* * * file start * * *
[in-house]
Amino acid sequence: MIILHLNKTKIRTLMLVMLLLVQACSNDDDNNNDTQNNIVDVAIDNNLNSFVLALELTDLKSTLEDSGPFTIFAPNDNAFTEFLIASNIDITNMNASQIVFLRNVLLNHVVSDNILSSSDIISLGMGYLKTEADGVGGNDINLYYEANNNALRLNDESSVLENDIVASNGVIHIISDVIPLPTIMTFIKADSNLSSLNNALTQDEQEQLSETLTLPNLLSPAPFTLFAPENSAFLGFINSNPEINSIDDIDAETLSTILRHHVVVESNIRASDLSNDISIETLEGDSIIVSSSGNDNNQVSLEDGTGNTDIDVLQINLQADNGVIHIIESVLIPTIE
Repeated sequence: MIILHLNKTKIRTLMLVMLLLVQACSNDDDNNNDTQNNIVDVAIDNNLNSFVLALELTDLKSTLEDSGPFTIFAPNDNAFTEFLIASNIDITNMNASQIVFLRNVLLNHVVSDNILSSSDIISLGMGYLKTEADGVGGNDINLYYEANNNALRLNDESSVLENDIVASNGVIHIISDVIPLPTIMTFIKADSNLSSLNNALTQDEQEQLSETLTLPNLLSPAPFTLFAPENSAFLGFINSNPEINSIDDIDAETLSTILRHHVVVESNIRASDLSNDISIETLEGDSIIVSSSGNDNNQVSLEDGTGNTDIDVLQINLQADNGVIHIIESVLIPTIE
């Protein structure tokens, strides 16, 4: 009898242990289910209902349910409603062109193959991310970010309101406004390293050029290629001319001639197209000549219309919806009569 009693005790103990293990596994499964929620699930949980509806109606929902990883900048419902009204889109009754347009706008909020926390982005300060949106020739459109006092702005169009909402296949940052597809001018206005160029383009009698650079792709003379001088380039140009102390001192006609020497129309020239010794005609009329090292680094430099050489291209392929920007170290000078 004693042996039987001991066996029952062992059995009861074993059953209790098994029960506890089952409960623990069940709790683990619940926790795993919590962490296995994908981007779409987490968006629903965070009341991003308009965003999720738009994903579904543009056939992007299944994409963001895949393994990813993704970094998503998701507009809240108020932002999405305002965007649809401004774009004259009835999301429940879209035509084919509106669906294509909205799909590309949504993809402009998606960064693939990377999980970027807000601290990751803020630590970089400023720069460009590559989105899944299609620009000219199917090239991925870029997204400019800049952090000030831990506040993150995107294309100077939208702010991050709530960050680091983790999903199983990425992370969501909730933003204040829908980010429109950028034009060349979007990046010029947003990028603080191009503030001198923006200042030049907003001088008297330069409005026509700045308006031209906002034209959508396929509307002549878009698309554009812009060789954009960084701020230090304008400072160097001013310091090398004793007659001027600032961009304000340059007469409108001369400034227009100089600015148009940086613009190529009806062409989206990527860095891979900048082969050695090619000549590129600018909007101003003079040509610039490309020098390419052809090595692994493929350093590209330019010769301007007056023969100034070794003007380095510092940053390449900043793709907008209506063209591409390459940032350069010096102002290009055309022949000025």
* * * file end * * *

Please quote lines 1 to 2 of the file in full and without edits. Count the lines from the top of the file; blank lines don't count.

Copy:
[in-house]
Amino acid sequence: MIILHLNKTKIRTLMLVMLLLVQACSNDDDNNNDTQNNIVDVAIDNNLNSFVLALELTDLKSTLEDSGPFTIFAPNDNAFTEFLIASNIDITNMNASQIVFLRNVLLNHVVSDNILSSSDIISLGMGYLKTEADGVGGNDINLYYEANNNALRLNDESSVLENDIVASNGVIHIISDVIPLPTIMTFIKADSNLSSLNNALTQDEQEQLSETLTLPNLLSPAPFTLFAPENSAFLGFINSNPEINSIDDIDAETLSTILRHHVVVESNIRASDLSNDISIETLEGDSIIVSSSGNDNNQVSLEDGTGNTDIDVLQINLQADNGVIHIIESVLIPTIE